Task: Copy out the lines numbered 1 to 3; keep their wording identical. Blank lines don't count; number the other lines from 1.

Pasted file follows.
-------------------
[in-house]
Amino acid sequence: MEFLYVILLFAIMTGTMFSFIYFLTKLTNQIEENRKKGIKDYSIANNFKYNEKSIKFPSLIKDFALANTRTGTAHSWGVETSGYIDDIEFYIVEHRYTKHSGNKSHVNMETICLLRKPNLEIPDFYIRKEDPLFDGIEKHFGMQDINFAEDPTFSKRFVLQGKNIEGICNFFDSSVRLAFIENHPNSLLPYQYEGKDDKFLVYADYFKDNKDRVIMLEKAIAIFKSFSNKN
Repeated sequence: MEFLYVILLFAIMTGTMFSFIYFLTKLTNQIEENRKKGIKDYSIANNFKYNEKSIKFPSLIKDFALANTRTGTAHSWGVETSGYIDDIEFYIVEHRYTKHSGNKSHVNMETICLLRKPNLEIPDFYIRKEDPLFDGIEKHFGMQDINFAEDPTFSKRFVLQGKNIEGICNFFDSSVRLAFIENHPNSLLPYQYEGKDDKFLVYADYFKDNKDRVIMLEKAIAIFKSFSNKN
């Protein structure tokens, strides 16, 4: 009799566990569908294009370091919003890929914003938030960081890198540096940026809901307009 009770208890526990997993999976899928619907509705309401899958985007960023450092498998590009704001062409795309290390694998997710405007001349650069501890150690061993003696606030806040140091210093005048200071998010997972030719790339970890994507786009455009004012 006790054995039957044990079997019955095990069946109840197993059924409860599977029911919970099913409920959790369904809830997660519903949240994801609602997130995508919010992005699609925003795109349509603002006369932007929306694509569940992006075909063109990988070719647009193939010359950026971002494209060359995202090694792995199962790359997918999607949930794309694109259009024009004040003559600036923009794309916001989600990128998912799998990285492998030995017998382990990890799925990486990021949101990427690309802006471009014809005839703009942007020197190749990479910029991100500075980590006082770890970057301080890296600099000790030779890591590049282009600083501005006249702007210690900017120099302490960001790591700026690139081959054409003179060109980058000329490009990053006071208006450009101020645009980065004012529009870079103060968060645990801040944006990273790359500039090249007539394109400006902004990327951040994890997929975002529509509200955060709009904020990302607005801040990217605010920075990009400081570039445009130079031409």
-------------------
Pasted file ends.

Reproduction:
[in-house]
Amino acid sequence: MEFLYVILLFAIMTGTMFSFIYFLTKLTNQIEENRKKGIKDYSIANNFKYNEKSIKFPSLIKDFALANTRTGTAHSWGVETSGYIDDIEFYIVEHRYTKHSGNKSHVNMETICLLRKPNLEIPDFYIRKEDPLFDGIEKHFGMQDINFAEDPTFSKRFVLQGKNIEGICNFFDSSVRLAFIENHPNSLLPYQYEGKDDKFLVYADYFKDNKDRVIMLEKAIAIFKSFSNKN
Repeated sequence: MEFLYVILLFAIMTGTMFSFIYFLTKLTNQIEENRKKGIKDYSIANNFKYNEKSIKFPSLIKDFALANTRTGTAHSWGVETSGYIDDIEFYIVEHRYTKHSGNKSHVNMETICLLRKPNLEIPDFYIRKEDPLFDGIEKHFGMQDINFAEDPTFSKRFVLQGKNIEGICNFFDSSVRLAFIENHPNSLLPYQYEGKDDKFLVYADYFKDNKDRVIMLEKAIAIFKSFSNKN